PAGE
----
Not only can erupting lavar turn into a lahar, but it can also turn into pyroclastic material, or tephra. Pyroclastic fall is the term used when talking about pyroclastic material that falls to the ground during a volcanic eruption. Tephra is when erupting lava cools into the air and turns into solid volcanic fragments and then fall to the ground. These fragments are known as ash (smallest), lapilli, and blocks/bombs (biggest). Blocks and bombs fall out close to the volcano because they are the heaviest, so they aren ‘t as much of a danger to the people of Boomdale because they aren ‘t located that close to the actual volcano. While lapilli fragments are smaller and carried a little farther, it ‘s the ash that is most worrisome for the town of Boomdale. Ash are very small and are the only fragments that are carried up into the ash cloud. High atmospheric winds can carry this ash cloud great distances. Also, in a Plinian eruption, most of the material is ash sized, so this eruption would most likely produce a lot of ash that can be carried to to the town of Boomdale. The ash cloud of the eruptive column spreads out in the high atmosphere (~20,000-40,00 ft.) by the high atmospheric winds. One example that we can see from this is the eruption of Mt. St. Helens in 1980 which was carried eastward by the jet stream as far east as the Atlantic Ocean. Since Mt. Grumble is very similar to Mt. St. Helens, we can assume that the same thing could happen when Mt. Grumble erupts. Wet ash can cling to roofs, and then cause collapse, which is something everyone should keep in mind. But the most worrisome is the respiratory problems that breathing in this ash can cause for the people exposed to it.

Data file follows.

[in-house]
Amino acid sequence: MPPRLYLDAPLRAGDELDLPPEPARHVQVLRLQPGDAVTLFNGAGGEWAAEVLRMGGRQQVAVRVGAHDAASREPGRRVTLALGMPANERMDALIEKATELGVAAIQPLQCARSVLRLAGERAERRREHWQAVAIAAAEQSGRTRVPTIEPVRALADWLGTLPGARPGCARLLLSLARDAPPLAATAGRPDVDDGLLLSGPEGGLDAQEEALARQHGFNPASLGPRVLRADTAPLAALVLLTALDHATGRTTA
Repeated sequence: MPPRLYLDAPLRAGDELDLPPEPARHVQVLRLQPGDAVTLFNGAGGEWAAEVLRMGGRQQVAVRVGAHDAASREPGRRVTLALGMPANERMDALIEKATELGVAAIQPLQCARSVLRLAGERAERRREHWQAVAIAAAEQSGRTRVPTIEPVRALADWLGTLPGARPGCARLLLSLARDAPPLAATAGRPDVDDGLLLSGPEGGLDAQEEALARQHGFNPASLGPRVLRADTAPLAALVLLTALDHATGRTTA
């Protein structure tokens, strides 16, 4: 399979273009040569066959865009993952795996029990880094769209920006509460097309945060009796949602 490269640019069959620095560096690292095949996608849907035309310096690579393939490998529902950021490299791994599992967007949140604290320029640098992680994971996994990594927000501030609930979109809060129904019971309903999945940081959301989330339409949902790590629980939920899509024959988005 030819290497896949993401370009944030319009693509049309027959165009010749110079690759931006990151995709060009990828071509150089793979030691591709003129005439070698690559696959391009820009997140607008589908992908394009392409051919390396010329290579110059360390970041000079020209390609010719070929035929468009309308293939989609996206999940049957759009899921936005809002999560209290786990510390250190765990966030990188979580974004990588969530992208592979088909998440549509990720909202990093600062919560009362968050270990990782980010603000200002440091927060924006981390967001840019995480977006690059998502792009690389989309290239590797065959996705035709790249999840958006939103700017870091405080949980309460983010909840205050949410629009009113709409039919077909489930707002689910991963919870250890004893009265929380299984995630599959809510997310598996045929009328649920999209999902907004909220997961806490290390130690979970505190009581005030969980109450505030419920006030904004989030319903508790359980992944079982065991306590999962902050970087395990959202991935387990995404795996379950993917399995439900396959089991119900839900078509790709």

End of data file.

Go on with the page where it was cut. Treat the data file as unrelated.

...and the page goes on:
Not only is pyroclastic fall a problem, but so is pyroclastic flow. Pyroclastic flow is a fluidized mixture of solid to semi-solid fragments along with hot gases that flows down the flank of a volcano and along valleys. This is very toxic and dangerous because they are extremely hot and move very fast like avalanches, over 10o mph. They are the most deadly of all volcanic phenomena. While we don’t want to scare the people of Boomdale, we want to make it known that this is a big deal and needs to be taken seriously. For example, Maurice and Katia Krafft were renown filmmakers of volcanic phenomena. They had probably seen more volcanoes erupt than anyone else in the world. They were well educated on the subject and were well aware of the dangers. In 1991 at the eruption of Mt. Unzen in Japan, Maurice and Katia Krafft lost their lives along with 43 other people because they underestimated the size of the pyroclastic flow. For this reason we would like to stress the fact that these eruptions are unpredictable and can be very deadly. Stay up to date with the news and be ready to evacuate if told to do so. Do not underestimate these volcanoes. Even very well educated and experienced volcanologists like the Kraffts weren ‘t able to predict the severity of a volcanic eruption, so it ‘s always best to evacuate and play it safe.

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  • Category: Science
  • Subcategory: Geology
  • Topic: Volcano
  • Pages: 2
  • Words: 1026
  • Published: 10/04/19
  • Downloads: 22